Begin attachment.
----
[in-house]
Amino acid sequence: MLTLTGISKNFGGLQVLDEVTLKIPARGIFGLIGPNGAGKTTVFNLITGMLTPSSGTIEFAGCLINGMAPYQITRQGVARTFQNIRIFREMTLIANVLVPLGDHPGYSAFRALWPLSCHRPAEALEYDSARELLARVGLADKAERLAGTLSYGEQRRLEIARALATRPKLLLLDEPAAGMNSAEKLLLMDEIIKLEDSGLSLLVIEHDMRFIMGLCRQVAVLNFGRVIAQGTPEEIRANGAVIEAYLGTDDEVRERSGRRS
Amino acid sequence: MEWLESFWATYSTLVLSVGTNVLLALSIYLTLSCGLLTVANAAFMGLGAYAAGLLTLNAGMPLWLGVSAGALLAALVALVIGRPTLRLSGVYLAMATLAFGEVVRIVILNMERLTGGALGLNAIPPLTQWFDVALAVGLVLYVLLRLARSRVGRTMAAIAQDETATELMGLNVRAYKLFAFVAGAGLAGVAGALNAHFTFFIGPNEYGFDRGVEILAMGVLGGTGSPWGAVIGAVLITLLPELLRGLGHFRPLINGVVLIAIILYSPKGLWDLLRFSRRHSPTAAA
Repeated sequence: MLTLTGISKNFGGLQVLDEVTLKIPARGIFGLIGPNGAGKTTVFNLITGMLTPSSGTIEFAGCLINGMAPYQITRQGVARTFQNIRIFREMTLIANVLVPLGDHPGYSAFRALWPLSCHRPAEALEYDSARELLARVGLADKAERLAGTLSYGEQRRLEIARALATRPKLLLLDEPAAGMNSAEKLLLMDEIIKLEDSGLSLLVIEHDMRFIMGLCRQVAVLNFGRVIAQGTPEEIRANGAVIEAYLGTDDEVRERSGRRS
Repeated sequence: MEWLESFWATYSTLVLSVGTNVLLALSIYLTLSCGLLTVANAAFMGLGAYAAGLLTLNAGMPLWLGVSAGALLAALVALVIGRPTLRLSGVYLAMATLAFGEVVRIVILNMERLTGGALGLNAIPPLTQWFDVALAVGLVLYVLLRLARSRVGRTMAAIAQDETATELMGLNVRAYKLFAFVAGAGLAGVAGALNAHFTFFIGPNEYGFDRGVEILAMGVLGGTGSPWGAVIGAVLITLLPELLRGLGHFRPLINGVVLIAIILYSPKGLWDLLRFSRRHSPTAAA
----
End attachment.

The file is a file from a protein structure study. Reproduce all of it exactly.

[in-house]
Amino acid sequence: MLTLTGISKNFGGLQVLDEVTLKIPARGIFGLIGPNGAGKTTVFNLITGMLTPSSGTIEFAGCLINGMAPYQITRQGVARTFQNIRIFREMTLIANVLVPLGDHPGYSAFRALWPLSCHRPAEALEYDSARELLARVGLADKAERLAGTLSYGEQRRLEIARALATRPKLLLLDEPAAGMNSAEKLLLMDEIIKLEDSGLSLLVIEHDMRFIMGLCRQVAVLNFGRVIAQGTPEEIRANGAVIEAYLGTDDEVRERSGRRS
Amino acid sequence: MEWLESFWATYSTLVLSVGTNVLLALSIYLTLSCGLLTVANAAFMGLGAYAAGLLTLNAGMPLWLGVSAGALLAALVALVIGRPTLRLSGVYLAMATLAFGEVVRIVILNMERLTGGALGLNAIPPLTQWFDVALAVGLVLYVLLRLARSRVGRTMAAIAQDETATELMGLNVRAYKLFAFVAGAGLAGVAGALNAHFTFFIGPNEYGFDRGVEILAMGVLGGTGSPWGAVIGAVLITLLPELLRGLGHFRPLINGVVLIAIILYSPKGLWDLLRFSRRHSPTAAA
Repeated sequence: MLTLTGISKNFGGLQVLDEVTLKIPARGIFGLIGPNGAGKTTVFNLITGMLTPSSGTIEFAGCLINGMAPYQITRQGVARTFQNIRIFREMTLIANVLVPLGDHPGYSAFRALWPLSCHRPAEALEYDSARELLARVGLADKAERLAGTLSYGEQRRLEIARALATRPKLLLLDEPAAGMNSAEKLLLMDEIIKLEDSGLSLLVIEHDMRFIMGLCRQVAVLNFGRVIAQGTPEEIRANGAVIEAYLGTDDEVRERSGRRS
Repeated sequence: MEWLESFWATYSTLVLSVGTNVLLALSIYLTLSCGLLTVANAAFMGLGAYAAGLLTLNAGMPLWLGVSAGALLAALVALVIGRPTLRLSGVYLAMATLAFGEVVRIVILNMERLTGGALGLNAIPPLTQWFDVALAVGLVLYVLLRLARSRVGRTMAAIAQDETATELMGLNVRAYKLFAFVAGAGLAGVAGALNAHFTFFIGPNEYGFDRGVEILAMGVLGGTGSPWGAVIGAVLITLLPELLRGLGHFRPLINGVVLIAIILYSPKGLWDLLRFSRRHSPTAAA